Former Fed Chairman Greenspan Sees No Dow Bubble (Transcript)

Former Federal Reserve Chairman Alan Greenspan said in an interview on Bloomberg Television’s “Political Capital with Al Hunt,” airing this weekend, that the U.S. economy probably will grow more slowly next year than some forecasters predict and indicated that a record U.S. stock market isn’t in a bubble.

(This is not a legal transcript. Bloomberg LP cannot guarantee its accuracy.)

AL HUNT: We begin the program with former Federal Reserve chairman and author of this book, “The Map and the Territory,” Alan Greenspan.

We’ll talk about the book in a minute, Dr. Greenspan. First, the general forecast for economic growth in 2014 is about 2.5 to 3 percent. Is that your assessment?

ALAN GREENSPAN: It’s a little on the upside, frankly. There’s no doubt that there’s been some acceleration going on, but there’s an overall suppression that is going on in the economy largely because we have a very heavy overhang of uncertainty.

HUNT: Closer to 2 percent than…?

GREENSPAN: I would be closer to 2 percent.

HUNT: OK, there’s some economists who believe that not only is that a problem right now – that overhand of uncertainty – but the aftereffects of the financial crisis are more, not permanent, but more long lasting than some, supposedly. We’re not going to have those 4, 5 percent growth for the foreseeable future. We’re going to be stuck around 2 percent. Are you one of those pessimists?

GREENSPAN: I am. I’m – I think there’s a big dispute – and should be a big dispute – as to what causes it. And I discussed it at some length in the book and largely I’m essentially saying that the degree of uncertainty that is being injected, irrespective of whether it’s a political cause or a non-political cause is creating significant reduction in so-called long-lived asset investments.

And that’s been down in a way I’ve never seen it before and that’s where all of our problem rests; in the long term future investment.

HUNT: Wall Street - too big to fail. The four largest banks today are 30 percent larger than they were in 2008. Does that concern you?

GREENSPAN: It sure does.

HUNT: What should we do about it?

GREENSPAN: Well, there are many things we should do about it. The first is, basically to put up the capital requirements. For reasons I go in the book, largely that we are showing inadequate capital by – in that - and until we solve that problem, we’re going to have a major issue in the banking sector.

HUNT: And some of your comments, though, you’ve even toyed – not directly – but, you toyed with the idea that maybe we ought to think about breaking up banks if they get too big to fail. JPMorgan, the largest bank, currently has eight suits against it – they’re all allegations, or most of them are – on everything from bribery to mortgage fraud. Should we think about breaking up JPMorgan?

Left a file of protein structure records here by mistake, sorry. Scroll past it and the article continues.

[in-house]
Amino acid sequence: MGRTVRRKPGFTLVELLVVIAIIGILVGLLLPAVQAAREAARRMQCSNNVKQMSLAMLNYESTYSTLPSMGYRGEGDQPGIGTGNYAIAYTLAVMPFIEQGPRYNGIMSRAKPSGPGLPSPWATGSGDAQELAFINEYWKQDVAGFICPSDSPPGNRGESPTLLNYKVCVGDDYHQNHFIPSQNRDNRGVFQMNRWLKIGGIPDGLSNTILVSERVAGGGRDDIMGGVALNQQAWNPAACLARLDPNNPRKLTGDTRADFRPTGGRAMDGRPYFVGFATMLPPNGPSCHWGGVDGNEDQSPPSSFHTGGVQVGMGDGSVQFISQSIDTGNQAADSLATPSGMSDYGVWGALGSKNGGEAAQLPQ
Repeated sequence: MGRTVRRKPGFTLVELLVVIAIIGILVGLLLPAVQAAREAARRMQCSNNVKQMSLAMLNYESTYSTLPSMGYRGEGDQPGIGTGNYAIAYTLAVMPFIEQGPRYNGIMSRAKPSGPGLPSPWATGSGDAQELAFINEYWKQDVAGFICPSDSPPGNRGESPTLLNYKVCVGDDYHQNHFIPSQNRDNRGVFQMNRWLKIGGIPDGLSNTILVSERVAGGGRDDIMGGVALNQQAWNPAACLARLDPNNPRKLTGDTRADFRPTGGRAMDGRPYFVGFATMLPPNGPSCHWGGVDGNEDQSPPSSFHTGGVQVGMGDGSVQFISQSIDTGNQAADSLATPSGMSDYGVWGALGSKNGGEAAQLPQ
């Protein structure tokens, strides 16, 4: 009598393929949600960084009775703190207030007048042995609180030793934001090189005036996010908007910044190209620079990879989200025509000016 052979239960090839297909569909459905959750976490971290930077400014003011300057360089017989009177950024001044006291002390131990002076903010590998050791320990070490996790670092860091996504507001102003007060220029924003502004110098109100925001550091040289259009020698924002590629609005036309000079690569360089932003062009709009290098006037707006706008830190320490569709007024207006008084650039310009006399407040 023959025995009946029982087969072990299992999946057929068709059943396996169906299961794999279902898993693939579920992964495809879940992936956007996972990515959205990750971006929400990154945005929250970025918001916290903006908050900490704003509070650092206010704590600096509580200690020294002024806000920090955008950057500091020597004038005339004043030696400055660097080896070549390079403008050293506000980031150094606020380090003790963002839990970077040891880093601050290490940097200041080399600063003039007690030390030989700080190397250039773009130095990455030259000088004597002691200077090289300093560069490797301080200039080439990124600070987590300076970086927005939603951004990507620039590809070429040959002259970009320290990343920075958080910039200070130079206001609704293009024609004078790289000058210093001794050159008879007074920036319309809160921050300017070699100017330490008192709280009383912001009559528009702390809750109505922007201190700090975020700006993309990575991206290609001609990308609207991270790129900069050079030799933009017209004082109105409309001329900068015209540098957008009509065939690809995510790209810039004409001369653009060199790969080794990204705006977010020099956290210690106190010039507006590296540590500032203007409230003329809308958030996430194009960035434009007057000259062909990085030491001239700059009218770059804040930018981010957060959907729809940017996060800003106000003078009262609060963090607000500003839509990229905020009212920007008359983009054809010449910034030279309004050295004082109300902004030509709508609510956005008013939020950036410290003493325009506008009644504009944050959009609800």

GREENSPAN: You’re asking the wrong person. I was on a JPMorgan board -

HUNT: But you’re not now.

GREENSPAN: - for ten years. I am unclear as to what the nature of the allegations are. All I can tell you is that when I was there for all of that period, the major concern of the bank was to maintain its AAA status and its reputation. As far as I know, that has not significantly changed.

HUNT: Well, I’m not asking you to comment on the allegations, I’m saying, has it gotten so big – so big that we’d be better off if it were broken up?

GREENSPAN: Well, the main issue really rests not so much on the issue of size, but the question of size and inefficiency. What the too-big-to-fail issue is, is that we’re supporting banking institutions who are not only very large, but not very efficient and they are using the scarce savings of the society, which his critical for economic growth.

HUNT: But, you’re worried that some banks may not be, I gather by your earlier comments.

GREENSPAN: I think that is a safe statement.

HUNT: Because you don’t want to specify which ones.

GREENSPAN: I’d just as soon not.

HUNT: OK. In your book, after a lot of bigger self-examination, you conclude the market is sometimes less rational, particularly when it comes to finance than you long thought. If so, what are the implications for policy makers? Should the Fed try to prick asset bubbles with interest rates?